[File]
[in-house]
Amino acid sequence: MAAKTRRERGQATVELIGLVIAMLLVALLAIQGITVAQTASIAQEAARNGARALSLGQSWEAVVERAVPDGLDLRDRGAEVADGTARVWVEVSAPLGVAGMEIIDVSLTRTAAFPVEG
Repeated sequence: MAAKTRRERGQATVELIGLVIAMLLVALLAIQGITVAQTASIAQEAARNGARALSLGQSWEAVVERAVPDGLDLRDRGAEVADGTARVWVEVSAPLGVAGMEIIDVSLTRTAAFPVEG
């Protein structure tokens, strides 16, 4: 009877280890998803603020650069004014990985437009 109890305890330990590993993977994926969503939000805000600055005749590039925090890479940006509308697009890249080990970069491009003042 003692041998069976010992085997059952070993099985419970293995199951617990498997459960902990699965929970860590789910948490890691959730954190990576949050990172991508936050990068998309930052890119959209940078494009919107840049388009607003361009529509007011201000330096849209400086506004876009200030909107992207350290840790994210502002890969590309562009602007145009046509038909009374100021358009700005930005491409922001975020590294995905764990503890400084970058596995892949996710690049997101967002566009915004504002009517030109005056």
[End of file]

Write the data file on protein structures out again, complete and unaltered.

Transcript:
[in-house]
Amino acid sequence: MAAKTRRERGQATVELIGLVIAMLLVALLAIQGITVAQTASIAQEAARNGARALSLGQSWEAVVERAVPDGLDLRDRGAEVADGTARVWVEVSAPLGVAGMEIIDVSLTRTAAFPVEG
Repeated sequence: MAAKTRRERGQATVELIGLVIAMLLVALLAIQGITVAQTASIAQEAARNGARALSLGQSWEAVVERAVPDGLDLRDRGAEVADGTARVWVEVSAPLGVAGMEIIDVSLTRTAAFPVEG
């Protein structure tokens, strides 16, 4: 009877280890998803603020650069004014990985437009 109890305890330990590993993977994926969503939000805000600055005749590039925090890479940006509308697009890249080990970069491009003042 003692041998069976010992085997059952070993099985419970293995199951617990498997459960902990699965929970860590789910948490890691959730954190990576949050990172991508936050990068998309930052890119959209940078494009919107840049388009607003361009529509007011201000330096849209400086506004876009200030909107992207350290840790994210502002890969590309562009602007145009046509038909009374100021358009700005930005491409922001975020590294995905764990503890400084970058596995892949996710690049997101967002566009915004504002009517030109005056």